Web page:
GSX Blog

PowerShell 101 for Exchange administrators

Posted by Olivier Raynaut on Tue, Feb 17, 2015

PS resized 600PowerShell was publically released to the public in 2006 and since then is experiencing a growing interest among the Microsoft World Community IT Pros. The main reason for this success is that it empowers administrators due to its ease of use and powerful scripting capabilities.

It is the successor of the command-line utility and tries to compete with all the shell scripting that the Unix guys benefit from. In this blog post you will find tips related to all basics required to start learning PowerShell and ease your day-to-day life as an administrator.

Basics

The first thing you need to know is that PowerShell commands (called commandlets, and usually referred as "cmdlets") are always named in the same way of a verb and a noun:
Verb-noun

Therefore it is usually quick and easy to remember commands, especially the ones you will be using on a regular basis. The absolutely first cmdlet you have to know is how to get help and you might have already guessed its name:
Get-Help

Thanks to aliases, Unix guys can keep their old habits and use "man" if they prefer ;)

It starts to get very easy finding the most basics cmdlets to get system info like processes and windows services:
Get-Service
Get-Process

And PowerShell is (almost) the same for every application that leverages it, therefore you can start the Exchange Management Shell and enjoy the same fun:
Get-Mailbox
Get-MailboxServer
Get-MailboxStatistics

In order to extend the scripting capabilities, cmdlets can be combined with one another using the magical pipe character "|". When using pipelining in PowerShell every object that is returned from the first cmdlet is passed on to the right side of the pipe. It is important to notice that in PowerShell what is transferred through the pipe are objects and not characters:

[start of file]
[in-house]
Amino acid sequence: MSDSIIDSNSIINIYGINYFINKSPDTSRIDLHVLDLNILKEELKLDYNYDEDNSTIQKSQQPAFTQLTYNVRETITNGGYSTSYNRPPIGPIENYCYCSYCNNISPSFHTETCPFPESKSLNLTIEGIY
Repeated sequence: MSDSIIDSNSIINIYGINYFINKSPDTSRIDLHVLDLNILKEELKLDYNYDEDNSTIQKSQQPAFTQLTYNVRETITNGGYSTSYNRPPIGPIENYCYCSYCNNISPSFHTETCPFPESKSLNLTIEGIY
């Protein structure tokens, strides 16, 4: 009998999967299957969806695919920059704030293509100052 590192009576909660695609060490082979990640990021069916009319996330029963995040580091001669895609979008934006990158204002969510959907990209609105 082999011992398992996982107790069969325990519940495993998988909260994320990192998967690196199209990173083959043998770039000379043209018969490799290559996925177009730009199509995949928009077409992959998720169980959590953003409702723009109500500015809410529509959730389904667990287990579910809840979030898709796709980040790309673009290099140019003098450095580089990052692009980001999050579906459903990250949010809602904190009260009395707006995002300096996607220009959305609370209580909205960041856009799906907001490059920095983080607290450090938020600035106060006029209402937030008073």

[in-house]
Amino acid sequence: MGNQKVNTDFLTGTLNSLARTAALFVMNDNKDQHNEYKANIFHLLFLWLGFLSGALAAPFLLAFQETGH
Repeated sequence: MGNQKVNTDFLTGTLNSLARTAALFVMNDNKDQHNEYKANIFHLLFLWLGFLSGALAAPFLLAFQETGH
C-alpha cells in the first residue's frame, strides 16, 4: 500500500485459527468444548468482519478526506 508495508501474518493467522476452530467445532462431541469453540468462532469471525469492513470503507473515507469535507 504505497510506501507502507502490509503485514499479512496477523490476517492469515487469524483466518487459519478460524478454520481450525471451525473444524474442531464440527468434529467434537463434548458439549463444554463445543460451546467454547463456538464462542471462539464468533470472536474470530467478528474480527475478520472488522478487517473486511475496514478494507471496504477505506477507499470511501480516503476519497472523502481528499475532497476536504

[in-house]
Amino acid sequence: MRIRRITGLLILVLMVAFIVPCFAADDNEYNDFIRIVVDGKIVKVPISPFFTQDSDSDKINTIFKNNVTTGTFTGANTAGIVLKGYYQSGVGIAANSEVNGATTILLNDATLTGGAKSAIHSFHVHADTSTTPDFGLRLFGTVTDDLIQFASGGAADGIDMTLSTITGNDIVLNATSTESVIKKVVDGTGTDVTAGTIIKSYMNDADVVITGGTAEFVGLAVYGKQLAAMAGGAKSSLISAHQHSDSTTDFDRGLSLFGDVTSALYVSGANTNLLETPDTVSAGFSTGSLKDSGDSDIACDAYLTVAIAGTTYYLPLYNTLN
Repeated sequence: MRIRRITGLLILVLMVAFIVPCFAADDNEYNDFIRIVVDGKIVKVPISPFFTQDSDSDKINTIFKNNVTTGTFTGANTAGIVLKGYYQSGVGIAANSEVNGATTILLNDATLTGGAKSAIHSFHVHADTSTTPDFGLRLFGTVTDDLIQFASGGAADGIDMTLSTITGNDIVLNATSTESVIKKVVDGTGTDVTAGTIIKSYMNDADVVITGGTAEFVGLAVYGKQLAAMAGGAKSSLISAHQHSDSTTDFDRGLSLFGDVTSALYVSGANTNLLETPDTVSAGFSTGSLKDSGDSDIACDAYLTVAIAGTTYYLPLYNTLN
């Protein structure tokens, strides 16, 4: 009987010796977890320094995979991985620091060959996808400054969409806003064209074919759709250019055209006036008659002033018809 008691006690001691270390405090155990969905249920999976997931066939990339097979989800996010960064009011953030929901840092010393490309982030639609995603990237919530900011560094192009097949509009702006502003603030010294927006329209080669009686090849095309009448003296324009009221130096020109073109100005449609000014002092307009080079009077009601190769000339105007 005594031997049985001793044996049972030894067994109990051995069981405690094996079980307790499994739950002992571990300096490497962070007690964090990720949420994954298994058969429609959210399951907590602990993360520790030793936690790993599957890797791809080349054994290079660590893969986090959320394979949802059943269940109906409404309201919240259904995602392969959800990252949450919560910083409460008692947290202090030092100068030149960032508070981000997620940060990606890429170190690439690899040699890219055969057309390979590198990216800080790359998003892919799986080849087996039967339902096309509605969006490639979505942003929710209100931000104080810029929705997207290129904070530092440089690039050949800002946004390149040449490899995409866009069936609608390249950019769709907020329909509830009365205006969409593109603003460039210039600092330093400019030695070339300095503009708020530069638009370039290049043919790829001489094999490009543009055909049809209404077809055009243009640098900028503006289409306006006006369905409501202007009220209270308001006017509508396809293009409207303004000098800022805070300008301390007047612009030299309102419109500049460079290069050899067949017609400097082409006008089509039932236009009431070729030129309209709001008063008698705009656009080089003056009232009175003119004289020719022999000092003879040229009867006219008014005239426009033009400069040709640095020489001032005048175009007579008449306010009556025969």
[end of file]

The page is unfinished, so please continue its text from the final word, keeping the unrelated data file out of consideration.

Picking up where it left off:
Get-Service "GSX*" | Stop-Service -WhatIf

oliv1 resized 600Here what would happen is that every Windows Service that starts with "GSX" will be transferred to the "Stop-Service" cmdlet that will tell what it would do IF we were to run it, as the parameter "WhatIf" was used. Very useful parameter to check and anticipate what will happen before it does. Once you want to execute the cmdlets just remove that parameter.

Formatting and exporting results

In order to format the result you can use the well named "Format-Table" or "Format-List" cmdlets, and choose which properties to return:
Get-Service | Format-Table Name, Status, CanStop -AutoSize

For exporting your results it might be more convenient to convert to a CSV format and write it into a file on disk:
Get-Service | ConvertTo-Csv | Out-File "C:\temp\Services.csv"

You can also refine results using the "Where-Object" cmdlets. In order to use that cmdlet you need to know how to point to the object passed through the pipe, and the object can be referred to as "$_" as in this example, if we want only the "stopped" services:
Get-Service | Where {$_.Status -eq "Stopped"}

If you need more operators you can click here.

You get the idea, it is very easy to do anything you want now.

Exchange administration

So now let's take a closer look at what you can achieve with these simple cmdlets for your Exchange organization.

Top 10 Mailboxes with the most items:
Get-Mailbox -ResultSize unlimited| Get-MailboxStatistics | Sort-Object "ItemCount" -Descending | Select-Object -First 10 | Format-Table DisplayName, ItemCount, TotalItemSize

Last 20 Entries in the event log that were Errors related to Exchange:
Get-EventLog Application | Where { $_.Source -Ilike “*Exchange*” -and $_.EntryType -eq “Error”} | select -last 20

Total number of Mailboxes in my organization:
(Get-Mailbox -Resultsize unlimited).count

Number of Mailboxes grouped per Mailbox Database:
Get-Mailbox | Group-Object -Property:Database | Select-Object name, count

List of all emails received by a specific email address in the last hour:
Get-MessageTrackingLog -Start (Get-Date).AddHours(-1) -EventId DELIVER -Recipients username@domain.com

So that was not too complicated to get all this information for your Exchange organization. Therefore I would greatly encourage you to get more familiar with PowerShell cmdlets, leveraging scripts is quickly becoming the new standard for managing servers and collecting data.

Here are some of our most interresting articles about PowerShell:

For those of you eager to learn more about PowerShell for Exchange here are some great resources I would like to recommend:

PowerShell for Beginners

PowerShell for Exchange 2010–Cheat Sheet

Generate Exchange Environment Reports using PowerShell

 

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Read our White Paper about PowerShell to be unbeatable!

 


Tags: Powershell, Best practices, tutorial